Carbon monoxide, also known as the “silent killer” is a colorless, odorless gas that can present a grave danger to the inhabitants of your home. This gas is often found in homes with gas appliances and heating systems. But if it’s colorless and odorless, how can you know when it’s causing a problem in your home? Keep reading to learn about how to avoid carbon monoxide poisoning in your home.
What is carbon monoxide?
Carbon monoxide can be produced any time a fossil fuel, like wood, propane, gasoline, or oil, is burned. During the burning process, if there is an insufficient amount of oxygen present, carbon-containing compounds will fail to create carbon dioxide, and will instead form carbon monoxide. While carbon dioxide is essential for life, carbon monoxide is the opposite.
Why is carbon monoxide dangerous?
Essentially, whenever carbon monoxide enters your body, it competes with the molecules in your body that are responsible for transporting oxygen to your tissues and organs, a.k.a., hemoglobin. When a large amount of carbon monoxide is present, your tissues and organs no longer receive oxygen which can ultimately lead to death. Some symptoms of carbon monoxide poisoning include headaches, nausea, and dizziness.
How do I know if my home is at risk?
Carbon monoxide is most likely to be found in homes with a heating source, or appliances, that use fossil fuels to operate. Common examples include a gas stove or a propane heater. If your home has an attached garage, that can also be a source of carbon monoxide poisoning in some cases, like if a car is left running while all of the doors are closed. It’s important to know that fuel-burning appliances will always emit a minimal amount of carbon monoxide. These low emissions will not threaten your life or health in any way. It’s when these emissions build up and are leaked in large amounts, that things get dangerous.
How can I avoid carbon monoxide poisoning in my home?
Thankfully, there are several simple precautions you can take to ensure that you keep your home safe from carbon monoxide poisoning.
1. Install a carbon monoxide detector.
A carbon monoxide detector is similar to a smoke detector, but instead of warning you about smoke, it detects and warns about carbon monoxide. You can easily purchase and install a carbon monoxide monitor, and they are available in a variety of price points.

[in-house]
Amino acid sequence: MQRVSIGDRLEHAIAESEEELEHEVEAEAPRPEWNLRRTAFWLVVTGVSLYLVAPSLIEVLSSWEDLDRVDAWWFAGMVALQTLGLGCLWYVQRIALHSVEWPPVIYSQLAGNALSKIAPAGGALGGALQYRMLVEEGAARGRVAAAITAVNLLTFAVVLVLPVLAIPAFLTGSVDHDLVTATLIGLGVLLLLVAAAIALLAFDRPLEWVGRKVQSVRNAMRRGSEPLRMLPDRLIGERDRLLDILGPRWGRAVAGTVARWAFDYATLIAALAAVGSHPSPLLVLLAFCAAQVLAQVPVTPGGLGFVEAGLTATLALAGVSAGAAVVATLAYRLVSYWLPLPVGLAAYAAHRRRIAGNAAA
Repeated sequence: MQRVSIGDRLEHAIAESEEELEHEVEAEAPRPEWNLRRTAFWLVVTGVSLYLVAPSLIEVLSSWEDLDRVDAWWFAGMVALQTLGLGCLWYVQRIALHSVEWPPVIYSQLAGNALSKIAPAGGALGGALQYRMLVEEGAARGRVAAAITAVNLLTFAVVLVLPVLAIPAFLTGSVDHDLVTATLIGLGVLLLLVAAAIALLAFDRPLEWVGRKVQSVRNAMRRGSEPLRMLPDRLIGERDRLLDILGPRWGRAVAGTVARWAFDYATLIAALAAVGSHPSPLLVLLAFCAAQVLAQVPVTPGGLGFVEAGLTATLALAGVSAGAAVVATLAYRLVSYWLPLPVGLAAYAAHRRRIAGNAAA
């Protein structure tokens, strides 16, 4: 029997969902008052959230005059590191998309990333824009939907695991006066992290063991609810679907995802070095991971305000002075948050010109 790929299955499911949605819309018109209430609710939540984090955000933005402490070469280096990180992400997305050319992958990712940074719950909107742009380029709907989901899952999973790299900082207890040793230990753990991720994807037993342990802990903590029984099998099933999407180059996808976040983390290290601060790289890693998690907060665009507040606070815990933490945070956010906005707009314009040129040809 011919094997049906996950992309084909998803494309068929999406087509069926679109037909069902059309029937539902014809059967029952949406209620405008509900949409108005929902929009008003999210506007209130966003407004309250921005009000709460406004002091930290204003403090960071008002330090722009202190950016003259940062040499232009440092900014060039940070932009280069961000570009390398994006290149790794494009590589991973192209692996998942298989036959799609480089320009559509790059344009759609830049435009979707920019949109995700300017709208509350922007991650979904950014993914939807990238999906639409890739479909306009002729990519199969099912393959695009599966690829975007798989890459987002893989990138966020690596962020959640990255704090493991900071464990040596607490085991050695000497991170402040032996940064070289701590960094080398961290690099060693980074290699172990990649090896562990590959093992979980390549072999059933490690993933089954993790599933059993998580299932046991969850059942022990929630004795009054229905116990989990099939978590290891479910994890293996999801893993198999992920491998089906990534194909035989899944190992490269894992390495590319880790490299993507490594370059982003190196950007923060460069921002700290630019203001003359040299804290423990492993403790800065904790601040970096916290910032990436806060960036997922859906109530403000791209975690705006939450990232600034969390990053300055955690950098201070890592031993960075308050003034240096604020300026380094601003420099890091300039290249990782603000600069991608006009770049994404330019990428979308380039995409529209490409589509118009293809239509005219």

Purchasing and installing a carbon monoxide detector will give you peace of mind that if something is awry, you will know right away.
2. Get your appliances inspected.
If you use fossil fuels to power your appliances or to heat your home, make sure to get your appliances and heating system inspected. Carbon monoxide emissions can easily build up in older appliances and systems. You should get your systems checked twice a year, once before summer, and once before winter.
3. Always make sure to turn off your stove/oven.
Regardless of whether your stove is powered via fuel or electricity, you should never leave it one whenever it is not in use. With stoves powered by gas, propane, or wood fire, leaving it on for prolonged periods gives way to large amounts of carbon monoxide emitting into your home, and also dramatically increases your risk of a house fire. You should also never use your stove or oven to heat your home.
4. Be cautious of your space heaters.
Using a space heater can be a cost-effective way of heating your home or small space during the winter, but they can also impose many dangers. Not only are they the cause many house fires during the colder months, but they can also emit carbon monoxide. If you have a fuel-powered space heater, you should only use it in well-ventilated rooms, and never leave it running if you are not present.
If you have any questions about carbon monoxide poisoning or need an inspection, contact Complete Electrical.